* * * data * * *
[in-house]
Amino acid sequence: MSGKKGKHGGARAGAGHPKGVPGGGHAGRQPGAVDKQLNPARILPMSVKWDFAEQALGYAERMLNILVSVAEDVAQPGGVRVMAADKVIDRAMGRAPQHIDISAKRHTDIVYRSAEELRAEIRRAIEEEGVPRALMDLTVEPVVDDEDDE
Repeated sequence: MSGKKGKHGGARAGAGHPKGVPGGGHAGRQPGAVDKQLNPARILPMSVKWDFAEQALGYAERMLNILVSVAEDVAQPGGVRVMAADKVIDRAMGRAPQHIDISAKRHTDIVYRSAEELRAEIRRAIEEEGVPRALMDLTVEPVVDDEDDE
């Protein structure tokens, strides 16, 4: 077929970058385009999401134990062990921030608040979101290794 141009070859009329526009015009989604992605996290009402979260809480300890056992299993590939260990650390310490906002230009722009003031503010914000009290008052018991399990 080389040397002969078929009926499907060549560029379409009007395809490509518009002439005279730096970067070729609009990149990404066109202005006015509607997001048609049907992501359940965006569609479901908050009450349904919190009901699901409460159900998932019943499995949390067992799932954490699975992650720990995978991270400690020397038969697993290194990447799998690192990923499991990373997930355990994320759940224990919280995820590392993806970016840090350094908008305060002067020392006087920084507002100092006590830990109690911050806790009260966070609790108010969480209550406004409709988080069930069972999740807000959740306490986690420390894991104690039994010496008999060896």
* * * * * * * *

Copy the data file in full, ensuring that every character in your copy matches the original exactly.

[in-house]
Amino acid sequence: MSGKKGKHGGARAGAGHPKGVPGGGHAGRQPGAVDKQLNPARILPMSVKWDFAEQALGYAERMLNILVSVAEDVAQPGGVRVMAADKVIDRAMGRAPQHIDISAKRHTDIVYRSAEELRAEIRRAIEEEGVPRALMDLTVEPVVDDEDDE
Repeated sequence: MSGKKGKHGGARAGAGHPKGVPGGGHAGRQPGAVDKQLNPARILPMSVKWDFAEQALGYAERMLNILVSVAEDVAQPGGVRVMAADKVIDRAMGRAPQHIDISAKRHTDIVYRSAEELRAEIRRAIEEEGVPRALMDLTVEPVVDDEDDE
């Protein structure tokens, strides 16, 4: 077929970058385009999401134990062990921030608040979101290794 141009070859009329526009015009989604992605996290009402979260809480300890056992299993590939260990650390310490906002230009722009003031503010914000009290008052018991399990 080389040397002969078929009926499907060549560029379409009007395809490509518009002439005279730096970067070729609009990149990404066109202005006015509607997001048609049907992501359940965006569609479901908050009450349904919190009901699901409460159900998932019943499995949390067992799932954490699975992650720990995978991270400690020397038969697993290194990447799998690192990923499991990373997930355990994320759940224990919280995820590392993806970016840090350094908008305060002067020392006087920084507002100092006590830990109690911050806790009260966070609790108010969480209550406004409709988080069930069972999740807000959740306490986690420390894991104690039994010496008999060896």